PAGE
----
Lokal ileri baş boyun kanserinde prognozu öngören bir parametre olarak sarkopeninin değerlendirilmesi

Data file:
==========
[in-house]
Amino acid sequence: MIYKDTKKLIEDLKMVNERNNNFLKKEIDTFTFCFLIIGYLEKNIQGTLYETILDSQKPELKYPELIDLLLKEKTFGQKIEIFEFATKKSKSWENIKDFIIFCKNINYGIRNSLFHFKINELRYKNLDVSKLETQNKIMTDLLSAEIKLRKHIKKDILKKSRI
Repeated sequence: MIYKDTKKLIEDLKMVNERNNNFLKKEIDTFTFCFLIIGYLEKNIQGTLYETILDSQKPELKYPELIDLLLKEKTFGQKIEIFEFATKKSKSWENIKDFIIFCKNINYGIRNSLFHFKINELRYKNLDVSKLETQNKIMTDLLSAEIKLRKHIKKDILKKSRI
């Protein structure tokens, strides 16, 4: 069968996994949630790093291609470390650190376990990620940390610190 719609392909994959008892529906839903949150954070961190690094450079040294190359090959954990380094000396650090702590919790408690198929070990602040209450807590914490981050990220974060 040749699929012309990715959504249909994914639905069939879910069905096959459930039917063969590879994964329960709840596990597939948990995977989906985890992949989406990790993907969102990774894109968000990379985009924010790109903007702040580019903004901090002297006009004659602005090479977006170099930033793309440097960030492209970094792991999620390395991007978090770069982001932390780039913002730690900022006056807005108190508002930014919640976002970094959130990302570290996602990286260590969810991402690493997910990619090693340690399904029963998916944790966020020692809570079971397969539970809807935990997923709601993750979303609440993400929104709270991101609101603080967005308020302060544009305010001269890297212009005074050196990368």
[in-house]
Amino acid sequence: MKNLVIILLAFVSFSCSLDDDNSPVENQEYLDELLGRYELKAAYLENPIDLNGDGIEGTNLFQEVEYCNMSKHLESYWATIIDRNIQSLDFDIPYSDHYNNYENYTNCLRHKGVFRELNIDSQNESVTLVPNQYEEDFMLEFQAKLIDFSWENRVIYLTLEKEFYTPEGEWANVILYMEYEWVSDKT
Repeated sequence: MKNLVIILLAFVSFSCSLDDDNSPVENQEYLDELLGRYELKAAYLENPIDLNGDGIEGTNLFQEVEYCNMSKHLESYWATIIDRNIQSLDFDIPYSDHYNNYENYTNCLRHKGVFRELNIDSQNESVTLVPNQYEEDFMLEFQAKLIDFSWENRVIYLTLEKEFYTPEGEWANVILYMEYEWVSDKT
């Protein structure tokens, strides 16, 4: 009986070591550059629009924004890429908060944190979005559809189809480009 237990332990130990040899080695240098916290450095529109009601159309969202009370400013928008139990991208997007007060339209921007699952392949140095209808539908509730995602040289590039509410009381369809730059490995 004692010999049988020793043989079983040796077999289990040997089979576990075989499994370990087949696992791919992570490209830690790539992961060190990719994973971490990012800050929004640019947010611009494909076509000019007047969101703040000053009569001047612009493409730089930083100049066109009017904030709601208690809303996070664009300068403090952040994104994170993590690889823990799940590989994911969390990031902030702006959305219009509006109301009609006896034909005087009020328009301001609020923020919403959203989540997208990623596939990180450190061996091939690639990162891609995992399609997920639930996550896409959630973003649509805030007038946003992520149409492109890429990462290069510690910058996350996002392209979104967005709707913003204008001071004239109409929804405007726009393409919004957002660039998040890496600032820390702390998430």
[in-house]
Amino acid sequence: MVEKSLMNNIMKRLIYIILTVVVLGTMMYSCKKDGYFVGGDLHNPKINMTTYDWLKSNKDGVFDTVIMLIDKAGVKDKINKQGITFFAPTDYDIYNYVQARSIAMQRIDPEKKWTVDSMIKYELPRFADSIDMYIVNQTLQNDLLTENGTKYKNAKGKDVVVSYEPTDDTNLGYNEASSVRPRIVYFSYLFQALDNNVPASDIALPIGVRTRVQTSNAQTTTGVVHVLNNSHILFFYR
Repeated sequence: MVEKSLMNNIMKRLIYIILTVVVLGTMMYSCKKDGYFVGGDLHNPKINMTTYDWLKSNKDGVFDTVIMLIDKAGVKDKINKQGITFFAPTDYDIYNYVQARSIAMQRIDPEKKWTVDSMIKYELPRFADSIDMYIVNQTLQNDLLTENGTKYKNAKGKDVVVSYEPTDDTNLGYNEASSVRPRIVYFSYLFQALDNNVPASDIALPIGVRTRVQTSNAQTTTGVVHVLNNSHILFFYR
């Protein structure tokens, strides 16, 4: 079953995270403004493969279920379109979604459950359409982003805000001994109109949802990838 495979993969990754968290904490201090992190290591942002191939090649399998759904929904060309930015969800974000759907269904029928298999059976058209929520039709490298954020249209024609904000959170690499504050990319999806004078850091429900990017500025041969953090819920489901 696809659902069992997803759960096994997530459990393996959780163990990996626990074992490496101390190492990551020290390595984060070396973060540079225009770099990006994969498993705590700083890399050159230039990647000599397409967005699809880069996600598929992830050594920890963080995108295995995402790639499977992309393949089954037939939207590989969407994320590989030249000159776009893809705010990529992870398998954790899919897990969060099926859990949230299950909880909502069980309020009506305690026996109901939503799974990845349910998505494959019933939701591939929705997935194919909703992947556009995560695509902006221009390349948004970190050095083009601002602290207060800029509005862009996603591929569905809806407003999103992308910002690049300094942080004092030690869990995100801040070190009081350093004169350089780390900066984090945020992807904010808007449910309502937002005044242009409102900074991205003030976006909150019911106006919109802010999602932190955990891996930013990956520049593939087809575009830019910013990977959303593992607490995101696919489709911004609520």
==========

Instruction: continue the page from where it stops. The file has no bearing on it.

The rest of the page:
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Erul E. Evaluation of sarcopenia as a prognostic parameter of poor outcome in locally advanced head and neck cancer, Hacettepe University Faculty Of Medicine Department Of Internal Medicine, Thesis Of Specialization in Medicine, Ankara, 2022. Head and neck cancer (HNC) is a major global health problem with a worldwide annual incidence of more than 890,000 patients and 450,000 deaths. Therapy for patients with locally advanced HNC (LA-HNC) is multimodal, best treated by combined-modality therapy, either surgery and postoperative adjuvant therapy or definitive chemoradiation (CRT). There are multiple prognostic factors that are not modifiable (e.g., age, comorbidities, and type of surgery), our focus should be on factors that could be modified or ameliorated before CRT. The presence of sarcopenia is of great interest because it is associated with worse outcomes and may be addressed before CRT. Since the evaluation of a sarcopenic patient is high-cost and time-consuming, cervical CTs which are routinely performed prior to radiotherapy modality have emerged as an effective method to evaluate sarcopenia without additional radiation exposure, or burden to the patient. In this study, we aimed to investigate the prognostic value of sarcopenia on recurrence and survival in patients with advanced HNSCC. A retrospective cohort study was conducted. All patients diagnosed with LA-HNC and treated with CRT in primary or postoperative settings between 2014 and 2018 in our tertiary referral center were screened for inclusion. Inclusion criteria for this study required that patients had CT imaging of the head and neck area within one month before CRT. The skeletal muscle area was estimated at the C3 vertebra level, and, thereafter, it was converted via a special equation to the skeletal muscle area at L3. 123 patients (110 men, 89.4%) with locally advanced head and neck cancer treated between the periods 2014 to 2018 were enrolled in the study. The median (range) age was 61 (31–87) years, and 34.1% were 65 years or older. The most common subsite was laryngeal carcinomas (63.4%) followed by oral cavity (19.5%) then hypopharynx (8.1%). The majority of patients had Stage IV disease (69 patients–56.1%) followed by stage III (n = 44, %35.8), and stage II (n =10, %8.1). Before radiotherapy, 42 (34.1%) patients were malnourished according to albumin level (<4 gr/dl), while 70 (56.9%) of the patients were sarcopenic. In multivariate analyses, pretreatment sarcopenia was associated with lower DFS (HR: 2.60, 95% CI (1.38-4.87), p=0.003). OS was significantly shorter in the presence of sarcopenia (HR: 2.86, 95% CI (1.40-5.85), p=0.004). Patients with sarcopenia experienced radiotherapy-related toxicities such as mucositis (OR=2.96; %95 CI (1.24-7.04), p= 0.014), dysphagia (OR= 3.60; %95 CI (1.56- 8.31), p= 0.003) and xerostomia (OR= 2.57; 95% CI (1.10-6.38); p <0.05) more than non-sarcopenic patients. Our study showed that low muscle mass in sarcopenia analysis (C3) performed with simulated CT for RT is associated with shorter DFS, OS and can be used as a poor prognostic indicator. Close nutritional monitoring before and after CRT is valuable in these patients.